Campaigns make people say crazy things. Here's Clinton surrogate Geraldine Ferraro:
If Obama was a white man, he would not be in this position. And if he was a woman (of any color) he would not be in this position. He happens to be very lucky to be who he is. And the country is caught up in the concept.
Hat tip Kos, where DHinMI has some interesting thoughts:
Geraldine Ferraro--nominated as Vice President almost entirely because she was a woman--ridiculing Barack Obama's rise as supposedly due to his race is a case of the pot calling the kettle black.
One can laugh at the ridiculousness of the statement, or ridicule the idea that African-Americans somehow have it easier in America than white men or women. But to do so misses how Ferraro's statement will be heard by too many Americans.
The fact is, there are a lot of White people in American who believe they're at a disadvantage, that Blacks get things handed to them. The idea may be foreign to some people, but I've heard it my entire life. I've heard it at family gatherings, in my neighborhood when I was a kid, from family friends and all kinds of other folks. It's not a fringe belief.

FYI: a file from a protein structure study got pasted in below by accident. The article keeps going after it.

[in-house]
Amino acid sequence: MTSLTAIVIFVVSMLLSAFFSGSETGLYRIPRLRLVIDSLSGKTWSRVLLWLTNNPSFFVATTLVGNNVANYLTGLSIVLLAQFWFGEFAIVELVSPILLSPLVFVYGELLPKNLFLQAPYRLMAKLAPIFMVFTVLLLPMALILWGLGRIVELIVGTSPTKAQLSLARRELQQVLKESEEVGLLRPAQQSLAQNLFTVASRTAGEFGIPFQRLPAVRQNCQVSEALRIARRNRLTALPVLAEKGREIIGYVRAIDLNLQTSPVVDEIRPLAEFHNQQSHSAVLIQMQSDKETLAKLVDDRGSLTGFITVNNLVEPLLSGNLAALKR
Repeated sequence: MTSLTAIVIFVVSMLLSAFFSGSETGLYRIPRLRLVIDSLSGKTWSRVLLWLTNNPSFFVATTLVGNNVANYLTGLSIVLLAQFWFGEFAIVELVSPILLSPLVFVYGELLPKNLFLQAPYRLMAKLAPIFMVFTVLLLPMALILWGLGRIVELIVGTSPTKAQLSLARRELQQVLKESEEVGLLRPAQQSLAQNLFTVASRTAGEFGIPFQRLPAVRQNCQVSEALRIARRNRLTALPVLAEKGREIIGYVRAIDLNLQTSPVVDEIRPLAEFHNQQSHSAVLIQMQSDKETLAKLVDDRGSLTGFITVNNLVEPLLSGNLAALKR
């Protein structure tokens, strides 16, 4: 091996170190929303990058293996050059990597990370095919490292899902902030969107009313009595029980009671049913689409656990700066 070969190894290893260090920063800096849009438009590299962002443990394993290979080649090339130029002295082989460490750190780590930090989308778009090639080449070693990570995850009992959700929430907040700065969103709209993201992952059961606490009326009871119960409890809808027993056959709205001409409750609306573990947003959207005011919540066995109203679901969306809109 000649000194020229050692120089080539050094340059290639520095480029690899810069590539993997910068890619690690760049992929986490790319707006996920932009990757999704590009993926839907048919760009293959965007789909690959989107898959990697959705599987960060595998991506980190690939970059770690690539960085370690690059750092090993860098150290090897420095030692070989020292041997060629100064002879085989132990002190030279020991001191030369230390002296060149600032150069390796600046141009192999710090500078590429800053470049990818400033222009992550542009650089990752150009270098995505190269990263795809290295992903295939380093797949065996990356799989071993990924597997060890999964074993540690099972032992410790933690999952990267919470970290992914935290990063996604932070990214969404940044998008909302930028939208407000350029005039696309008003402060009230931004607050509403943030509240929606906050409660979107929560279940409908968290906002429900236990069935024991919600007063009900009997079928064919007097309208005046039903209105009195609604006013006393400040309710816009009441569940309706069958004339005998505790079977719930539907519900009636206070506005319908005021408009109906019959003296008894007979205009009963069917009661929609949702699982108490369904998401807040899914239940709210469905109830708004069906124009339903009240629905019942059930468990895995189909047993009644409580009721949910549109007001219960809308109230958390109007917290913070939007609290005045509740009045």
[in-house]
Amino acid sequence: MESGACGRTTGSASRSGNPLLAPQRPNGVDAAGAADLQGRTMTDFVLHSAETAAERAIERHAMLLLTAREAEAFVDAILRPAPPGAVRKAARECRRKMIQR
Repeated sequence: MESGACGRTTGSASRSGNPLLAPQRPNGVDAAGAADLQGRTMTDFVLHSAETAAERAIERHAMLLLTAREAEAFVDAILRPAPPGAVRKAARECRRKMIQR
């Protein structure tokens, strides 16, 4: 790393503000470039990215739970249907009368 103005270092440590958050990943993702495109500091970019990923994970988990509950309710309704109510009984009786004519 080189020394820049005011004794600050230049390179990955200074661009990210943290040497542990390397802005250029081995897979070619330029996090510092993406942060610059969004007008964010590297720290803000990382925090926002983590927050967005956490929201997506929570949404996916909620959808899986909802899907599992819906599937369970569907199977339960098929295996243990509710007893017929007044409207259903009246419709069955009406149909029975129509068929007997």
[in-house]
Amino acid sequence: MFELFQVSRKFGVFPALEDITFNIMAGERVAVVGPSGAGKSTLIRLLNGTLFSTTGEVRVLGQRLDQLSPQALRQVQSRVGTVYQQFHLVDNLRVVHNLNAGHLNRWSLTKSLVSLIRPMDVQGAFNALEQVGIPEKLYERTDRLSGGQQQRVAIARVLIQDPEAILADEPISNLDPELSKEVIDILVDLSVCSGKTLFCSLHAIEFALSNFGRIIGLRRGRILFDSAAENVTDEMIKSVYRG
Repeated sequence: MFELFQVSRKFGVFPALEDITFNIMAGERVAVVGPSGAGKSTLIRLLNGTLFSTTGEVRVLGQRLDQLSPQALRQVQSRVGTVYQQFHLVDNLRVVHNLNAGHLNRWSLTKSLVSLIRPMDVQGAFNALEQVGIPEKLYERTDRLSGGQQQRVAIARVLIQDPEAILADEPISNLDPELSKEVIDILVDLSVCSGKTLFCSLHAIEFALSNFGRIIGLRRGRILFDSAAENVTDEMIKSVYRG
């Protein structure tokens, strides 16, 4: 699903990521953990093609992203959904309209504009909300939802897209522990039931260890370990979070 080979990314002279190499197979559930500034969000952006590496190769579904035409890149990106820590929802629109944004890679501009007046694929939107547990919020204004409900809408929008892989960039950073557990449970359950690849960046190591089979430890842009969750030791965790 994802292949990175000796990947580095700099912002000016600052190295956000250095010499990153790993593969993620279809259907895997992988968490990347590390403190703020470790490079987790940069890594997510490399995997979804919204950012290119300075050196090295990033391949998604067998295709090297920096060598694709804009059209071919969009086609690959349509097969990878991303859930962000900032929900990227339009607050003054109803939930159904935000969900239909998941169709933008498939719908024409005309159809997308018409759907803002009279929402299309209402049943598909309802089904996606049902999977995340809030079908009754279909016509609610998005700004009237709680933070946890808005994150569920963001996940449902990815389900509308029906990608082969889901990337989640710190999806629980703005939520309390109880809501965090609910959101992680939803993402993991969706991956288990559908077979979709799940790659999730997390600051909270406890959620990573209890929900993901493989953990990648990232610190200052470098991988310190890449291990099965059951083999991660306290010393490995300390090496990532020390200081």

In a contest between minorities traditionally closed out of the political process, it's inevitable that tensions like the ones displayed here ("It's harder being female!" "No, it's harder being black!") will arise. But Hillary Clinton and Barack Obama have said, in very high profile moments, that they are thrilled with the historic nature of the race, and will continue to be thrilled by it even if they don't win the nomination. Remember Clinton saying that she was "honored, honored" to share a stage with Obama? For some reason, only the surrogates can't see the forest for the partisan trees.
Update: Howard Wolfson, communications director for Senator Clinton's campaign, responds: "We disagree with her."